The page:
- Security selection – Miu users get an RMS view of risk in most cases before they need to make investment decisions. We provide “first look” notes on new issuances, whereby we provide our observations on the structure and risk analysis before analyzing the security in detail. We then provide the full characterization of the deal in Miu, which allows users to understand standalone risk, scenarios/stress tests, and risk contribution to their portfolios.
- Portfolio management – Miu users can understand the total risk of their ILS portfolios, as well as the marginal contributions of risk from each security.
Paradex is a suite of parametric indices that issuers can use for structuring transactions. These indices can be tailored to minimize basis risk for the issuer, but also provide simplicity and transparency for investors.
RMS provide risk analysis on pandemics, longevity and mortality. Do you see these as areas of growth for ILS?
We are bullish on the prospects for growth in the life and health ILS market. As Solvency II has begun to take hold in Europe, we have seen demand from life insurers to measure their tail exposure to both mortality and longevity more carefully – avoiding the “conservative” treatment they would otherwise need to take to satisfy regulatory requirements. We expect this will motivate transactions in both excess mortality and longevity.
We are encouraged by our success in helping Swiss Re to get their Kortis longevity cat bond rated by Standard & Poors. We expect that this will open the door for more rated longevity cat bond transactions, especially for UK pension funds (where accounting and regulatory treatment of pension liabilities make potential longevity improvements particularly risky).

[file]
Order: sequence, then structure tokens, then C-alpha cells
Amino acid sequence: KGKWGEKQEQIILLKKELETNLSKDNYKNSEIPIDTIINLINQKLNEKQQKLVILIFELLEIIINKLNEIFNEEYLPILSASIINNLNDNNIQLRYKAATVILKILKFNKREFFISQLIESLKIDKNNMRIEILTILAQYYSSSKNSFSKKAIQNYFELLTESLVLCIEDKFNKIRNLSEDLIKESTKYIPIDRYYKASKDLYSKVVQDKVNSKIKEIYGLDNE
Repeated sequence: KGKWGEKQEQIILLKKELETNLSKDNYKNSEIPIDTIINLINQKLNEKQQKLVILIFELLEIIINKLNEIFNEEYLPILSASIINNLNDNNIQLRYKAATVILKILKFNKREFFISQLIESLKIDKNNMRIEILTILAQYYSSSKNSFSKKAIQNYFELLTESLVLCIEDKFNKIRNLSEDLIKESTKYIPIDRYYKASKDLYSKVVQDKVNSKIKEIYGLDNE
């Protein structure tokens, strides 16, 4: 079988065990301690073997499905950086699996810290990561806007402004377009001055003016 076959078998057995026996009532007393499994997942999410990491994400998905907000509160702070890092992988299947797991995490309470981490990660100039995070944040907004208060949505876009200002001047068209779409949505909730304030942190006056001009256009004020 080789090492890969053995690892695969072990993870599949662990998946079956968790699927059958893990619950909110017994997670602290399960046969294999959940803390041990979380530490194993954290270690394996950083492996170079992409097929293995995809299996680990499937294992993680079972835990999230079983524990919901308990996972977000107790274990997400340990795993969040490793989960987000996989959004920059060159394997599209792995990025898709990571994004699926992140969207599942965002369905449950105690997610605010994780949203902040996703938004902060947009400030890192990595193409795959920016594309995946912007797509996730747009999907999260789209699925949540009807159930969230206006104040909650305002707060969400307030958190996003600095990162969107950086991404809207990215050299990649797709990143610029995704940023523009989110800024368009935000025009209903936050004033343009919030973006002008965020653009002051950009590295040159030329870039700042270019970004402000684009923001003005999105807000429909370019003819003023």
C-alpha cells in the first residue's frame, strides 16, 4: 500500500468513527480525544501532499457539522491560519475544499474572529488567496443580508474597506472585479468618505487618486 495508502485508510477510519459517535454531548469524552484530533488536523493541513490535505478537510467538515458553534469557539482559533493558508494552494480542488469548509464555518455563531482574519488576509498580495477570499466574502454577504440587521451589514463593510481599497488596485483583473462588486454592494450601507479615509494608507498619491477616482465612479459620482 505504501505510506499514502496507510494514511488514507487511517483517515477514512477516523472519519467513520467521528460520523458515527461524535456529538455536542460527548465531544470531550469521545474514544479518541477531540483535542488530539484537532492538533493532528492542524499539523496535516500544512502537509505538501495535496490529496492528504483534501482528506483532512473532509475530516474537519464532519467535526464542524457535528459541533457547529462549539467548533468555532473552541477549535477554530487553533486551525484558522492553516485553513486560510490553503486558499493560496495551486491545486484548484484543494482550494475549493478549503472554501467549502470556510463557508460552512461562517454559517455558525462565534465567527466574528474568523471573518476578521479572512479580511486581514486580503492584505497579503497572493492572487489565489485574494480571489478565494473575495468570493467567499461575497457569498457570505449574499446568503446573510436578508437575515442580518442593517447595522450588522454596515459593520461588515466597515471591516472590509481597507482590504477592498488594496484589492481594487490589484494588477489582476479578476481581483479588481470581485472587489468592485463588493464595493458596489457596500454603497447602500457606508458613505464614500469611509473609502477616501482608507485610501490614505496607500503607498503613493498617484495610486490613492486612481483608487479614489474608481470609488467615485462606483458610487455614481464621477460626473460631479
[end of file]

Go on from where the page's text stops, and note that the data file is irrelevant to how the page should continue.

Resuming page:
What other areas of growth for ILS can you foresee? Are there any specific new perils or lines of business you think will be included in ILS transactions in the future?
We believe that the capital markets are best suited for taking peak peril catastrophic risk – so it will be the lines of business with the largest loss potential (and therefore highest risk concentration) that are likely to find their way into the capital markets. One of the possibilities that we have looked into is ‘liability catastrophe’ risk – mass tort risk arising from sources such as product liability.
RMS have worked on terrorism risk models. Do you think we will ever see terrorism risk transferred to the capital markets?
Golden Goal Finance Ltd was the first securitization to cover terrorism risk, in addition to natural perils. It was structured using RMS analysis to cover cancellation of the 18th FIFA World Cup™ in 2006 in Germany.
We believe that terrorism represents a peak peril that could benefit from diversification into the capital markets. We believe that over time investors and rating agencies will become more comfortable with the concept of being able to quantify the probabilities of terrorist attacks, which should open up capital markets demand.
Do you foresee any of the current regulatory changes (such as Solvency II) impacting risk modelling for the ILS market?
Solvency II will likely impact modelling for the ILS market in that insurers will be required to use the same model for their internal capital management as for their risk transactions.
Do you have any thoughts or predictions for the future of the insurance-linked security and catastrophe bond markets?
We still believe in the potential of an ILS market that creates $50 billion per year of new issuance.
Our thanks go to Peter Nakada for his time and insight into the risk modelling world and how it relates to insurance-linked securities and catastrophe bonds.